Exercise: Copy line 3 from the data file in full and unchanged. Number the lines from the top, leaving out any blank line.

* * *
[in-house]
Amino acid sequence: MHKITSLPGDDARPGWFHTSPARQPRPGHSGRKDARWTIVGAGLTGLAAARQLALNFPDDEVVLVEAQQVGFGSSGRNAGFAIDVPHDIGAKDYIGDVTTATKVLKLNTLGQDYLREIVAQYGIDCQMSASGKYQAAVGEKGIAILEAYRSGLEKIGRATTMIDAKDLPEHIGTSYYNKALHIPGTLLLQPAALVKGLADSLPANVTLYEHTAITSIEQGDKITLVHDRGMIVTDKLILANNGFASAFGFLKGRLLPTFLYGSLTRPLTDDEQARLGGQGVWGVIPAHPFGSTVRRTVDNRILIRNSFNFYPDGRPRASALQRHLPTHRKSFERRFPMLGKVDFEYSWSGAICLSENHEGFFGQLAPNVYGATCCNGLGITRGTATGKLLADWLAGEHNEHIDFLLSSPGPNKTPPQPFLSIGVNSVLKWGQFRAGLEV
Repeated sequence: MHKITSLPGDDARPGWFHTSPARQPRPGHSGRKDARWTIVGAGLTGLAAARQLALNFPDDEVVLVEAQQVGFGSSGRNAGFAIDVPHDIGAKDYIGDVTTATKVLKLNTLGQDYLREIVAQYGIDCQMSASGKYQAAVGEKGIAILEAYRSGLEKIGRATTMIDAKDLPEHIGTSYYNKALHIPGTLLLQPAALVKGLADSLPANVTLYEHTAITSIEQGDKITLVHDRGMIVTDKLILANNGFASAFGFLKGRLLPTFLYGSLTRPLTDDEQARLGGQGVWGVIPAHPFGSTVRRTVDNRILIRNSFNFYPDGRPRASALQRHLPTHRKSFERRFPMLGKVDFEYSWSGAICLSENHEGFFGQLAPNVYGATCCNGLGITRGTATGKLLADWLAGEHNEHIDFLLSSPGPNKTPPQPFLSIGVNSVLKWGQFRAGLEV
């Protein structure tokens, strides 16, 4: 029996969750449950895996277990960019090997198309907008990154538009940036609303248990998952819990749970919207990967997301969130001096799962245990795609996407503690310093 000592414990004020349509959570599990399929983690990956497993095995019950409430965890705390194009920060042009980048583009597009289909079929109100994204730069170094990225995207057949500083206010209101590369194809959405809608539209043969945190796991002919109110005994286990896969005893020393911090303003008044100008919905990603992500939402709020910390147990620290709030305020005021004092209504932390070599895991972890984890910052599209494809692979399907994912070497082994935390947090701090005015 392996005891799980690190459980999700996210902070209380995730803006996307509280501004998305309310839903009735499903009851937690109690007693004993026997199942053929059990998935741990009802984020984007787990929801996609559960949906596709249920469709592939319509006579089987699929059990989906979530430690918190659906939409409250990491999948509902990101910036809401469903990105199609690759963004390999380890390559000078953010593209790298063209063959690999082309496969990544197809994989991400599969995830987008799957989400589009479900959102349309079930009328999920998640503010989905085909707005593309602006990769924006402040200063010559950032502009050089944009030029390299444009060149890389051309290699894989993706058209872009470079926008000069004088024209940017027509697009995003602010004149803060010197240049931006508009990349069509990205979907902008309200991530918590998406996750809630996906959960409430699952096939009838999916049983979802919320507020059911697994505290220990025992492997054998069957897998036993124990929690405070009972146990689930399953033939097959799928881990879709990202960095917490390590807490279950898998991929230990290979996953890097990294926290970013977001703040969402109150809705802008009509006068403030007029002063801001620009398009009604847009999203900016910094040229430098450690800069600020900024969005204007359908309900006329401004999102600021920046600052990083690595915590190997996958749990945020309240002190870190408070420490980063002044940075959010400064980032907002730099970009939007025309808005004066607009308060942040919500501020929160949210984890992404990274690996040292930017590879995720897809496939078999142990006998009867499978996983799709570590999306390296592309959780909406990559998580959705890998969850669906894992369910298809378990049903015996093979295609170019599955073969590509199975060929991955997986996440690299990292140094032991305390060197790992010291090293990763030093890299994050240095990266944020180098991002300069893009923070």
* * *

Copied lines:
Repeated sequence: MHKITSLPGDDARPGWFHTSPARQPRPGHSGRKDARWTIVGAGLTGLAAARQLALNFPDDEVVLVEAQQVGFGSSGRNAGFAIDVPHDIGAKDYIGDVTTATKVLKLNTLGQDYLREIVAQYGIDCQMSASGKYQAAVGEKGIAILEAYRSGLEKIGRATTMIDAKDLPEHIGTSYYNKALHIPGTLLLQPAALVKGLADSLPANVTLYEHTAITSIEQGDKITLVHDRGMIVTDKLILANNGFASAFGFLKGRLLPTFLYGSLTRPLTDDEQARLGGQGVWGVIPAHPFGSTVRRTVDNRILIRNSFNFYPDGRPRASALQRHLPTHRKSFERRFPMLGKVDFEYSWSGAICLSENHEGFFGQLAPNVYGATCCNGLGITRGTATGKLLADWLAGEHNEHIDFLLSSPGPNKTPPQPFLSIGVNSVLKWGQFRAGLEV